Council Members and community advocates today announced the pending introduction of legislation calling on Congress to re-authorize provisions of the 1965 Voting Rights Act to ensure continued protection of the franchise to all New Yorkers. On the eve of the 40th Anniversary of this historic legislation, speakers at the City Hall news conference cited the need for expanding Section 203 of the Act, which requires equal access to the voting booth for all citizens, including many New Yorkers who speak a language other than English at home.
“The Voting Rights Act, particularly the provisions of Section 203 requiring bilingual ballots, registration forms and interpreters, opened the door to the voting booth for so many New Yorkers,” stated Council Member John C. Liu, the first Asian American elected to the New York City Council. “To allow the VRA to expire in 2007 would be devastating for voters who registered in recent years and would deal a crippling blow to efforts to enfranchise new Americans in our vibrant communities. Renewal of this important legislation is critical to maintaining the integrity of the democratic process. Expiration would not only hurt immigrant communities, but would substantially reduce the political clout of our City.”
When Congress enacted the Voting Rights Act in 1965, it removed many barriers to minority voter participation by banning racially discriminatory practices, such as the use of literacy tests. This federal law was amended in 1975 to require bilingual ballots, bilingual voter registration forms, interpreters, and other language assistance programs a provision that primarily benefited Latino voters.
“The 1965 Voting Rights Act resulted from the blood and sweat of the Civil Rights Movement and we must not allow Congress to turn back the clock on the progress made by the millions of Americans who sacrificed so much to regain our right to vote,” stated Council Member Letitia James. “We must also stand in solidarity with our Latino and Asian sisters and brothers who struggled hard to ensure that the franchise is available to all Americans regardless of language or national origin it’s time for Congress to reauthorize the Section 203 of the Voting Rights Act.”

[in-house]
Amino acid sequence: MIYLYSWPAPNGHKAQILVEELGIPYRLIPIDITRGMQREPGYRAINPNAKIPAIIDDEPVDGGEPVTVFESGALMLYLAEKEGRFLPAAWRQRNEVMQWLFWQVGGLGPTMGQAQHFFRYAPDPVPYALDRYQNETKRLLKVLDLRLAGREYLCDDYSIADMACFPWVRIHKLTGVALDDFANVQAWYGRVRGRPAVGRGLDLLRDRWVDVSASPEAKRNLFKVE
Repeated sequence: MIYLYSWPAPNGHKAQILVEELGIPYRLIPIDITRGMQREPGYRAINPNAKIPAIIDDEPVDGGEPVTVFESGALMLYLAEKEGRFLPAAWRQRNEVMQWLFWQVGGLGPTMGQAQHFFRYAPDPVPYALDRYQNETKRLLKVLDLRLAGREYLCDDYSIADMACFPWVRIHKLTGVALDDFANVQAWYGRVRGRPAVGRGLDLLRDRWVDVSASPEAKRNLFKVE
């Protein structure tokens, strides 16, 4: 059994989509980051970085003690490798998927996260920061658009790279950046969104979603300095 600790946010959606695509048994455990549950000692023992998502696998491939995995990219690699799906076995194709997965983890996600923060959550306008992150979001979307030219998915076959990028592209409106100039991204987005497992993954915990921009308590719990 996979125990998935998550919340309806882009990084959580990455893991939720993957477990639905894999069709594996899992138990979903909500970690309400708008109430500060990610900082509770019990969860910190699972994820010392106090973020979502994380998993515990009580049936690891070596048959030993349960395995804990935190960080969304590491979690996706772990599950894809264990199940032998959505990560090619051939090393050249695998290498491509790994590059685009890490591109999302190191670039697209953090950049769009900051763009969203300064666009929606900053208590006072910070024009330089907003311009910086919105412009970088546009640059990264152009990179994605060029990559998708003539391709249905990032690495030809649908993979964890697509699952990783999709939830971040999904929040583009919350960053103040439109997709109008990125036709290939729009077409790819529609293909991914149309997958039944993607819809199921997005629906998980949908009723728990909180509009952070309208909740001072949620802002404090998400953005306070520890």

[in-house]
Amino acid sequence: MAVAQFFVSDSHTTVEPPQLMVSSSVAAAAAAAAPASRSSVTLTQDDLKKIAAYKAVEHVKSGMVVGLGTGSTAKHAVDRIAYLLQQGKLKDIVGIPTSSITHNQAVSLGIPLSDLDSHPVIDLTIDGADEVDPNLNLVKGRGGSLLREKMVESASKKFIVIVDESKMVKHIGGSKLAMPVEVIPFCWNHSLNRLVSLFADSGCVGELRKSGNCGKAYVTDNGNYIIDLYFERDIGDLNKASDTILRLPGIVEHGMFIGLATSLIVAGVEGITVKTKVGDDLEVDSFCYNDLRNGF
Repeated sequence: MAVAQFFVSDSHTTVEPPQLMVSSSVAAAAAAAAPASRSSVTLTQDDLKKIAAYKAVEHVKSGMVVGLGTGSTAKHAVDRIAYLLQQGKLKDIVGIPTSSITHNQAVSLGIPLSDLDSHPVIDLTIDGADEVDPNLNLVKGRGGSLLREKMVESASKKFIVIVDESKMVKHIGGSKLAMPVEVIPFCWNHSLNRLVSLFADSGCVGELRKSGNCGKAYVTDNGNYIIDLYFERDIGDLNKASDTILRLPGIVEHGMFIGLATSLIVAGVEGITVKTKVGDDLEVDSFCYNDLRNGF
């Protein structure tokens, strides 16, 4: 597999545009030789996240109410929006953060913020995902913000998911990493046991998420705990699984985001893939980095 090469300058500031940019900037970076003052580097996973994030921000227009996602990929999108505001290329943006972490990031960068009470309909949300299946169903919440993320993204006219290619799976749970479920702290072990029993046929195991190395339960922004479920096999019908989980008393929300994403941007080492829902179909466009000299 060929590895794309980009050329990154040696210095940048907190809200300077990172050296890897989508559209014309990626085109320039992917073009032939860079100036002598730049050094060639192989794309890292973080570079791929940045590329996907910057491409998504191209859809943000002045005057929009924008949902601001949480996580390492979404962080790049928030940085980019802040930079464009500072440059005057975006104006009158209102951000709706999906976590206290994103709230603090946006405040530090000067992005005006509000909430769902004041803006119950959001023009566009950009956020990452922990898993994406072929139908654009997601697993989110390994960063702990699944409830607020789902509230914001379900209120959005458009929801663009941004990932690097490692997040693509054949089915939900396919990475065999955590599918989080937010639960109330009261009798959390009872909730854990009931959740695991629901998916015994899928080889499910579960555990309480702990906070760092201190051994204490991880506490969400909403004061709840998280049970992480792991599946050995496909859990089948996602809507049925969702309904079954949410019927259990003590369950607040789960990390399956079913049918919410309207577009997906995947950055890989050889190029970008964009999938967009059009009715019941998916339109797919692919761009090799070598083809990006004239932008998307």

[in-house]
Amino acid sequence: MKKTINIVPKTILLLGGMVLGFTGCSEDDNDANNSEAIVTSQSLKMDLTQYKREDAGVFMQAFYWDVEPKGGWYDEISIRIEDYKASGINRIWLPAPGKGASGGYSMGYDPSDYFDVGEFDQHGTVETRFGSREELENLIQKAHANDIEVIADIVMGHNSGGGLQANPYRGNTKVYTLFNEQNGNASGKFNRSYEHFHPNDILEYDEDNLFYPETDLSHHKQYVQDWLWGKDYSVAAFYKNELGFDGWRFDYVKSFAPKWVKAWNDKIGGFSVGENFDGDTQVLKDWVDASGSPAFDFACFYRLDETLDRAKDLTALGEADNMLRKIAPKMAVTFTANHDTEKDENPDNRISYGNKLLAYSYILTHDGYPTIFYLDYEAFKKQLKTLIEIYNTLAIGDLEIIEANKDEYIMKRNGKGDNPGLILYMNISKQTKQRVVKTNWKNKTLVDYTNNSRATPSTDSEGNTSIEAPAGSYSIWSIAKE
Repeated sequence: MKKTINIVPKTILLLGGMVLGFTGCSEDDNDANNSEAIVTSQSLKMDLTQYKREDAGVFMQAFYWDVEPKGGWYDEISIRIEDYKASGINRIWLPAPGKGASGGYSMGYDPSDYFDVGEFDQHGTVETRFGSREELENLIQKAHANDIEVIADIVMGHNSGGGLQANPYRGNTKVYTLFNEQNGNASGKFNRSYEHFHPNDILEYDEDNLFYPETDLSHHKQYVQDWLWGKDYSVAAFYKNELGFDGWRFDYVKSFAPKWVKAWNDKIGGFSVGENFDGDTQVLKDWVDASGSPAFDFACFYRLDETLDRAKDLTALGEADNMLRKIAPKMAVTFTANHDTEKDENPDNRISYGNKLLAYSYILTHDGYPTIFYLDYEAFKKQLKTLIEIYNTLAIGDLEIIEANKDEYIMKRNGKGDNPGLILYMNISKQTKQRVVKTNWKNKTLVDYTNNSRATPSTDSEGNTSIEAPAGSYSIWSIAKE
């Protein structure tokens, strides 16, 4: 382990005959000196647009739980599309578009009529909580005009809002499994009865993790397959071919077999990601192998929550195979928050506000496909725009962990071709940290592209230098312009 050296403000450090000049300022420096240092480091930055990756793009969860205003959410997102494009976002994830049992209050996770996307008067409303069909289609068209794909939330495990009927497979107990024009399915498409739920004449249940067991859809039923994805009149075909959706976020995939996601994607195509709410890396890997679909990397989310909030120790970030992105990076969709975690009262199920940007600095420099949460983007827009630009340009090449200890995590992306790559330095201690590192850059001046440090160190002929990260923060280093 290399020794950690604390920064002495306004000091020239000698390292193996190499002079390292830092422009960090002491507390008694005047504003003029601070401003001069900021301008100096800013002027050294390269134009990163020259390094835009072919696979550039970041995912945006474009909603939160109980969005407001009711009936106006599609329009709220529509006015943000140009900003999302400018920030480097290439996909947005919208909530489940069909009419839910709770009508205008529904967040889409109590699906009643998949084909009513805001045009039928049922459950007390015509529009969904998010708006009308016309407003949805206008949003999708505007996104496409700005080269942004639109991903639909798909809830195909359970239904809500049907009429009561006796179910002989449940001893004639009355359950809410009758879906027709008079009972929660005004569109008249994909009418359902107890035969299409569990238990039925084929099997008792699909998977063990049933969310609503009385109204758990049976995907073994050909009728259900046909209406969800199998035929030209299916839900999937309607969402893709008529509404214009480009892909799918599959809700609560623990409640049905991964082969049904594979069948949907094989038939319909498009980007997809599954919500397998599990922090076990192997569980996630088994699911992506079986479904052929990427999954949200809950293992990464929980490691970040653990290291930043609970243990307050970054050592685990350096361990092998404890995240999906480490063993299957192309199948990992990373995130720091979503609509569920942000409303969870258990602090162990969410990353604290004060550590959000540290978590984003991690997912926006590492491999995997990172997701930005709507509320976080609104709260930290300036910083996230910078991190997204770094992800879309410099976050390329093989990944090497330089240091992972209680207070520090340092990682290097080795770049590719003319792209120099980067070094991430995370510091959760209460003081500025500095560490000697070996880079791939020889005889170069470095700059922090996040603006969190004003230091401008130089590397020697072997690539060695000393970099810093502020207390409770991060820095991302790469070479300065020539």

“We must not allow America to return to the times of Jim Crow when poll taxes, literacy tests, and other barriers excluded many Americans from the franchise,” stated Council Member Charles Barron. “We must therefore support the re-authorization of bilingual ballot access and other central provisions of the 1965 Voting Rights Act so that all Americans are empowered to exercise their rights in the 21st Century.”
It was not until 1992, with the passage of the Voting Rights Language Assistance Act, that Asian Americans were covered under the language provisions of the Voting Rights Act. Passed with broad bipartisan support, the amendments to section 203 now require bilingual ballots and voting assistance in all local jurisdictions where five percent of the citizens are not proficient in English.
“In the 2000 and 2004 elections, Asian Americans faced an array of barriers that prevented them from exercising their right to vote. For example, in 2000, in New York City ballots flipped the translated party headings with Democrats listed as Republicans and vice versa. And in 2004 poll workers demanded naturalization certificates of Asian American to vote,” stated AALDEF staff attorney Glenn D. Magpantay. “The need for renewal of the Voting Rights Act is undeniable.”
The Act’s provisions for language assistance (Section 203) and enforcement (Section 5) will expire in 2007 unless Congress reauthorizes them. AALDEF is pressing for reauthorization of both sections and an expansion of Section 203 to increase access to the vote in jurisdictions not currently covered for Asian language assistance.
Council Members and advocates also called for modifications in the Voting Rights Act, including reducing the numerical threshold at which local jurisdictions would be required to provide bilingual voting materials. In New York the impact of such changes may include the implementation of voting materials in Bengali and Urdu. Currently, only Spanish, Chinese and Korean language speakers are protected under the VRA in New York City.
“Forty years after the signing of the Voting Rights Act, the fact that we are even talking about the need for legislation to ensure full civic participation is disappointing. For a city of immigrants like New York, the bilingual language provisions of the Voting Rights Act are more important than ever. We must ensure that every citizen can fully participate in our government,” stated Council Member Robert Jackson.
Council Member Gale Brewer, Veronica Jung of the Asian Pacific American Voter Alliance (APAVA) and the Korean American League for Civic Action (KALCA), Young Sook Na of the Young Korean American Service and Education Center (YKASEC), Debbie Leong of Organization of Chinese Americans (OCA), and other community advocates also participated in today’s news conference.